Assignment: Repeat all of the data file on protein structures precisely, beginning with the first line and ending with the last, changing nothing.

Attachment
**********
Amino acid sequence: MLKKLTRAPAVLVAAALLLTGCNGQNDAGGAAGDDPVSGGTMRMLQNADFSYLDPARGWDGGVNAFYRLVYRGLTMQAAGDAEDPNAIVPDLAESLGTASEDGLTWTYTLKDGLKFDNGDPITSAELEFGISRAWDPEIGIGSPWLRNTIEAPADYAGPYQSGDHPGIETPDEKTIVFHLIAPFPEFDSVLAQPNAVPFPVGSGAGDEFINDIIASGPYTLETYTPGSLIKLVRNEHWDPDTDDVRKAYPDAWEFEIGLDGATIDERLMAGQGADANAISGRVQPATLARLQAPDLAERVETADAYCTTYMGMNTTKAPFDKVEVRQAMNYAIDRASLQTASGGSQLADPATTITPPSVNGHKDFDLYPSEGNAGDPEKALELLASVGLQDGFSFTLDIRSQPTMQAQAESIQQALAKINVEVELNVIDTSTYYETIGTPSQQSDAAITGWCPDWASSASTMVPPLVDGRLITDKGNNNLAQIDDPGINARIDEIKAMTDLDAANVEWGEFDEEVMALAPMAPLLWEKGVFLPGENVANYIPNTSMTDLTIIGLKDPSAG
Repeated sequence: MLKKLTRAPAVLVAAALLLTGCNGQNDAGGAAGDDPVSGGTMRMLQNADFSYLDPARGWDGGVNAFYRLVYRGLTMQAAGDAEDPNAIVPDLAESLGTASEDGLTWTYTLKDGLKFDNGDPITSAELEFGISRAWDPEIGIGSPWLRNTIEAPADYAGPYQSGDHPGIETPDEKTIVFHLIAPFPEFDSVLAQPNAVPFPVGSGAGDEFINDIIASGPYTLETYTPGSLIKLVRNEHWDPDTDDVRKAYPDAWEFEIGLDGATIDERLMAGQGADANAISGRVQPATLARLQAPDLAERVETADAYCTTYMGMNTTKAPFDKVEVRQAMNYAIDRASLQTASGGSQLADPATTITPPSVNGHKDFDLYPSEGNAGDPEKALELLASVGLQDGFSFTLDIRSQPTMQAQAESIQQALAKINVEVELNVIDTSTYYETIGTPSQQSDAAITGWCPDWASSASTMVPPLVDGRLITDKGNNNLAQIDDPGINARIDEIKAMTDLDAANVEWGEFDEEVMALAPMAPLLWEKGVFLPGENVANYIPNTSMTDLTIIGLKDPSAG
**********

Amino acid sequence: MLKKLTRAPAVLVAAALLLTGCNGQNDAGGAAGDDPVSGGTMRMLQNADFSYLDPARGWDGGVNAFYRLVYRGLTMQAAGDAEDPNAIVPDLAESLGTASEDGLTWTYTLKDGLKFDNGDPITSAELEFGISRAWDPEIGIGSPWLRNTIEAPADYAGPYQSGDHPGIETPDEKTIVFHLIAPFPEFDSVLAQPNAVPFPVGSGAGDEFINDIIASGPYTLETYTPGSLIKLVRNEHWDPDTDDVRKAYPDAWEFEIGLDGATIDERLMAGQGADANAISGRVQPATLARLQAPDLAERVETADAYCTTYMGMNTTKAPFDKVEVRQAMNYAIDRASLQTASGGSQLADPATTITPPSVNGHKDFDLYPSEGNAGDPEKALELLASVGLQDGFSFTLDIRSQPTMQAQAESIQQALAKINVEVELNVIDTSTYYETIGTPSQQSDAAITGWCPDWASSASTMVPPLVDGRLITDKGNNNLAQIDDPGINARIDEIKAMTDLDAANVEWGEFDEEVMALAPMAPLLWEKGVFLPGENVANYIPNTSMTDLTIIGLKDPSAG
Repeated sequence: MLKKLTRAPAVLVAAALLLTGCNGQNDAGGAAGDDPVSGGTMRMLQNADFSYLDPARGWDGGVNAFYRLVYRGLTMQAAGDAEDPNAIVPDLAESLGTASEDGLTWTYTLKDGLKFDNGDPITSAELEFGISRAWDPEIGIGSPWLRNTIEAPADYAGPYQSGDHPGIETPDEKTIVFHLIAPFPEFDSVLAQPNAVPFPVGSGAGDEFINDIIASGPYTLETYTPGSLIKLVRNEHWDPDTDDVRKAYPDAWEFEIGLDGATIDERLMAGQGADANAISGRVQPATLARLQAPDLAERVETADAYCTTYMGMNTTKAPFDKVEVRQAMNYAIDRASLQTASGGSQLADPATTITPPSVNGHKDFDLYPSEGNAGDPEKALELLASVGLQDGFSFTLDIRSQPTMQAQAESIQQALAKINVEVELNVIDTSTYYETIGTPSQQSDAAITGWCPDWASSASTMVPPLVDGRLITDKGNNNLAQIDDPGINARIDEIKAMTDLDAANVEWGEFDEEVMALAPMAPLLWEKGVFLPGENVANYIPNTSMTDLTIIGLKDPSAG